Wyeth learned the medium from a former pupil, Peter Hurd. Hurd also taught the method to Andrew Wyeth, who used it with great success in the very realm that continued to deny his father entry. It must have been a humbling discovery for the elder Wyeth to find that he could only make viable fine art by giving up on his modernist ambitions and painting in a manner resembling his son’s. Nevertheless, Dark Harbor Fishermen (1943) is a commanding work. Boaters sidle up on one another. One of the craft is full of fish that glimmer against the night-time waters. A fisherman scoops them into a basket held by his colleague as an open-mouthed gull sweeps in from the side like a bird of prey. Given another decade or two to work like this, how might Wyeth’s path have turned out? Would he have found a way to a wholly original, full-force voice, not only within American painting, but the Wyeth clan itself? We’ll never know, because in 1945 the car he was driving was clobbered by a train.

N. C. Wyeth, The Harbor at Herring Gut, 1925, Oil on canvas, The Andrew and Betsy Wyeth Collection.

This is the buried story here: how a great illustrator tried to reinvent himself as a proper painter, broke through by falling down the side of the creative impasse that he had been scaling for a couple of frustrating decades, and got cut off just as he was starting to get somewhere. But it’s not the story that the curator wants to tell. Wall labels throughout the exhibition are divided in two. On the left reads the usual wall-label stuff. The right sides have been given over to commentary from people who seem never to have thought about Wyeth until prompted. On the Mohicans endpaper, one of them opines, “Here is a white man standing next to two subservient Native Americans . . . the man standing in the boat with the gun, surveying the land that he feels is his, that he feels he has taken and it belongs to him now. It may be called The Last of the Mohicans but it’s not about them at all. It’s about taming and conquering.” Actually, in James Fenimore Cooper’s story, the man with the gun put himself in mortal danger to protect his two Native friends, but why let total ignorance of the subject interfere with projections of racism?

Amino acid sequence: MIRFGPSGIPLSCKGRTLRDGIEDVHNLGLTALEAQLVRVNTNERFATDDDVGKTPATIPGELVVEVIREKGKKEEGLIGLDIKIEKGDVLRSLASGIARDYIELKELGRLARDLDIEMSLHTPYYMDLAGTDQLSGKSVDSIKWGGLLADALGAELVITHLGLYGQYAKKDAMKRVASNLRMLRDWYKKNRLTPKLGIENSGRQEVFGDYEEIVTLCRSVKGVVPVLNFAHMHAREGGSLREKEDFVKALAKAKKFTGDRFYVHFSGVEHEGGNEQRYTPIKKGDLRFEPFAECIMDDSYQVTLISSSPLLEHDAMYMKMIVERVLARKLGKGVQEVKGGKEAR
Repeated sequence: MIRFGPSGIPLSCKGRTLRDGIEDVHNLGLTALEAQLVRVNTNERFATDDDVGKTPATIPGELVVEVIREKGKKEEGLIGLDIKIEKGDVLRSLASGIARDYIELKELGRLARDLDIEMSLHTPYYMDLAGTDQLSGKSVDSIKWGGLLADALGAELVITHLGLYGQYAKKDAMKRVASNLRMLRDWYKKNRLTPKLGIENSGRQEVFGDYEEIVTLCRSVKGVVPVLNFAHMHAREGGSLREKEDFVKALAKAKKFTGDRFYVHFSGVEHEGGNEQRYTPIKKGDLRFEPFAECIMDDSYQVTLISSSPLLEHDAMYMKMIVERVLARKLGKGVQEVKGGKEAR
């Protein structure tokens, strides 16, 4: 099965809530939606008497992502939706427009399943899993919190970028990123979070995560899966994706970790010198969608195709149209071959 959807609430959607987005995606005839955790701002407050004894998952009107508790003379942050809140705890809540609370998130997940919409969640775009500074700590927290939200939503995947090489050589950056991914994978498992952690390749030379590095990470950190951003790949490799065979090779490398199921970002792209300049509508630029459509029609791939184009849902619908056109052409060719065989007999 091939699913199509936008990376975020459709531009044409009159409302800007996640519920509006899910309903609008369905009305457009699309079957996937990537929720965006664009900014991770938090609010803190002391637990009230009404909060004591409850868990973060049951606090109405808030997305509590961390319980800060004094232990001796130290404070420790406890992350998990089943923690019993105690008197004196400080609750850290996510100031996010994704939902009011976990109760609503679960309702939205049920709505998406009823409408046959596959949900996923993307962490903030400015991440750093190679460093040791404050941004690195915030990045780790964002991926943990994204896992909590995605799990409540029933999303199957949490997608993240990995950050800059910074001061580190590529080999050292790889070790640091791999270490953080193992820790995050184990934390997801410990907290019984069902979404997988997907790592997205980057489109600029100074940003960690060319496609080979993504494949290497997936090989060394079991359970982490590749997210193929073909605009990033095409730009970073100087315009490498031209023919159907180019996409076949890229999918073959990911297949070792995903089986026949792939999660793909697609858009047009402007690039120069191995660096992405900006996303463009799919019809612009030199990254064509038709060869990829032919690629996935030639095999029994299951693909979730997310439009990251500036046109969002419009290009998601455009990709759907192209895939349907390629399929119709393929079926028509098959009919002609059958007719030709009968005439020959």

Speaking of projections, another commenter says that a sign depicted in the lower right corner of the Herring Gut seascape “tell[s] people where they are, but the sign doesn’t say Pesamkuk. There is no trace of the indigenous people here. It was reimagnined in white supremacy.” That “sign” is the window on the side of a house and it “says” some daubs of mauve and violet.

Most dismaying are the remarks on Dark Harbor Fishermen. “When you see an illustration, you place yourself in it. Are you going to be a seagull? Or the man shoveling the fish? . . . Are you going to identify yourself as a strong white man? Identifying with a figure like that is self-destructive because the ideas are detrimental to you if you’re a black person or a woman. Yet those are the figures you’re given to identify with.” Welcome to contemporary progressivism, where you will injure yourself if you’re black and identify with a white person in a picture, but if you want to pretend that you’re an opportunistic waterfowl, go right ahead.

No doubt, someone thought of these remarks as “new perspectives” on the artist, but they are perspectives from which he is barely in view. I’m no closer to deciding whether genius might mislead its possessor. But this exhibition, in its disdain to identify with N. C. Wyeth, shows that incuriosity and self-righteousness will mislead you every time.

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This article originally appeared in The New Criterion, Volume 38 Number 4, on page 52